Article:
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Cap Metro board approves 2020 service improvement plan

Tuesday, February 23, 2010 by Josh Rosenblatt

The Capital Metro Board of Directors gazed into the future yesterday and voted to approve a comprehensive service improvement plan to increase bus ridership, meet regional mobility needs, manage traffic congestion, and increase cost-effectiveness over the next decade.

 

The implementation plan, called Service Plan 2020, will be phased in over the next 10 years. Todd Hemingson, Cap Metro vice president of strategic planning and development, told the board the plan had been developed over the past year to balance what he called the “triple bottom line”: economic factors, social factors, and environmental factors.

 

Phase one of the plan involves several elements, all of which will be available for scrutiny and discussion at several public outreach meetings in early March and a public hearing later in March. Hemingson said staff will then present the final detailed plan to the board in April, with an eye toward implementation in August.

 

This first phase centers on route restructuring. Hemingson said that the plan would affect 20 existing routes. Four would be eliminated, 16 would be adjusted, and one new route would be added. This phase of the plan, he said, would be cost neutral.

 

According to the plan, 14 routes currently under probation for underperforming would be changed, improved, or eliminated within the first two years of implementation. Seven other routes would be put on what is called a “clock-face headway,” meaning that buses would arrive at stops at the same minute of each hour. Thirty five minute waits would be gone, in other words, replaced by 30 minute waits, thereby guaranteeing consistency, efficiency, and ease of use.

 

Cap Metro would also institute timed transfers, a system Hemingson said is common across the industry but that Cap Metro hasn’t used much. Under the timed transfer system, buses come together at transfer centers, arriving and departing at about the same time, making connections between routes easier and more convenient.

 

Other route and service improvements made under Service Plan 2020 would be in low-income and poorly served areas. “This way we’re making sure we’re sensitive to lifeline services: routes and route segments that serve transit-dependent populations,” Hemingson told the board.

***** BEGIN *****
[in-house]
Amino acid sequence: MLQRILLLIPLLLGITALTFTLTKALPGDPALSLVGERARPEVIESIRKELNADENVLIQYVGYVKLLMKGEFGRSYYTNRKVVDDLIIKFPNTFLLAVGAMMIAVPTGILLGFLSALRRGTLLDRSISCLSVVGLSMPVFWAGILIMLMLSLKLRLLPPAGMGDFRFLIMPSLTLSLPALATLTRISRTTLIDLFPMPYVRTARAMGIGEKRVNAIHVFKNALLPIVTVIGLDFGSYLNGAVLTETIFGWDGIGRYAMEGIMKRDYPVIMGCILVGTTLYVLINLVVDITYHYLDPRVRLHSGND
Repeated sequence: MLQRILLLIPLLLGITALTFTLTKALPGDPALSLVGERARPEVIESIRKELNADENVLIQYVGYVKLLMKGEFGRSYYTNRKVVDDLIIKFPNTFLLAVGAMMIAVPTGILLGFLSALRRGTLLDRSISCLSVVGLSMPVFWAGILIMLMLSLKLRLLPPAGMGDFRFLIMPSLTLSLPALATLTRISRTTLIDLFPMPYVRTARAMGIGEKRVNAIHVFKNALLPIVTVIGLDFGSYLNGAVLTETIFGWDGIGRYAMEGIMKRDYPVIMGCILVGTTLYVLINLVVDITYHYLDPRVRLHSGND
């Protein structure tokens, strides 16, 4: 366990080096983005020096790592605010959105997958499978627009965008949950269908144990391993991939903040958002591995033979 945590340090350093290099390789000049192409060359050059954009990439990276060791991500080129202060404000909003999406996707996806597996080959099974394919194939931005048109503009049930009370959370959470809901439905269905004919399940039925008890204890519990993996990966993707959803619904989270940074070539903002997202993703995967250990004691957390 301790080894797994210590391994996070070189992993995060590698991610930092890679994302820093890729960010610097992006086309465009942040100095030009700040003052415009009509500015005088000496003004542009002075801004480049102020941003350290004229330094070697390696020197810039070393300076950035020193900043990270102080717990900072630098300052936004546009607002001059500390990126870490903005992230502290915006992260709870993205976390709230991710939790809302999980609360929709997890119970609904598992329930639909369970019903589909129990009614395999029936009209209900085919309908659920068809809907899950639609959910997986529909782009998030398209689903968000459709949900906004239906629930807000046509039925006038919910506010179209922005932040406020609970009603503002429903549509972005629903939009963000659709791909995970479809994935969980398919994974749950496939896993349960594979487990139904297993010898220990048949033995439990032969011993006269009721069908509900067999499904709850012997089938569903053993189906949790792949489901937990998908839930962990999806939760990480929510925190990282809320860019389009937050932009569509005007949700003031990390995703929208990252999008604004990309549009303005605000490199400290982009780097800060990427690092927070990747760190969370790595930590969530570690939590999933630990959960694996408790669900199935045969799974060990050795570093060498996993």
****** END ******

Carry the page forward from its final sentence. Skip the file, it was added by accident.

Those populations include areas where few people have vehicles, such as the Rundberg Lane, East St. John’s Avenue, East 12th Street, and East Riverside Drive areas, and low-income areas ($22,000 per household or less), such as the East St. John’s Avenue, East 12th Street, and East Riverside Drive areas.

 

“We will also be reducing service in areas with larger-than-average elderly populations,” Hemingson said, “such as Tarrytown, Barton Hills and Travis Heights. These are areas with low ridership where there are nearby route alternatives,” so reducing service there would be cost-effective.

 

One issue of concern for the board and for several citizens who spoke at the meeting had to do with the elimination of route segments in the Wells Branch area, at the northern end of Cap Metro’s service area. According to Hemingson, the elimination of those segments would also mean the elimination of paratransit service and Metro Access service for seven riders with disabilities in the region.

 

According to the Americans with Disabilities Act, anyone living within three-quarters of a mile of a fixed route is considered part of a transit agency’s service area and is therefore potentially eligible for paratransit service. So if those routes are eliminated, the paratransit service is eliminated as well.

 

Hemingson told In Fact Daily that elimination of those Wells Brach routes was a result of low ridership in the area and a necessary means toward cost-efficiency.

 

Over all, Hemingson told the board, “we’re anticipating with these (Phase One) changes for the fall that we can increase ridership by at least 6 percent. We will also increase productivity by 10 percent because we’re not increasing the total hours of service we’re offering.”

 

Phase Two of the 2020 plan, set to begin in 2012-2013, will involve the implementation of MetroRapid, a new Bus Rapid Transit service with limited-stops that will operate on city streets and connect with other bus and rail services. The buses will be equipped with signal priority technology that will allow them to move through intersections faster, reducing travel time up to 20 percent.

 

Asked by several board members why, if the details of the plan were still up for public debate and discussion, the board needed to vote to approve the plan now, Hemingson told them, “Formal action to approve specific changes will occur within each phase. But I hope the board will agree that by adopting the plan, you all are saying that this is the framework Capital Metro intends to use over the next five to 10 years to implement bus service changes.”

 

When Board Member John Langmore asked him what the purpose of the next round of public involvement in March was, Hemingson said, “As we implement each phase, we, by our requirements and the requirements of the Federal Transit Administration, have a public process for each phase. With each phase we’ll give details about changes and when they will be taking place.”

 

“If we vote to approve this plan today, can we still make modifications based on public input,” Langmore asked.

 

“We’re not perfect,” Hemingson answered. “And if we hear a suggestion that makes sense, we’ll certainly consider it. The plan is subject to evolution and change.”

 

The board then voted unanimously, 8-0, to approve the plan.

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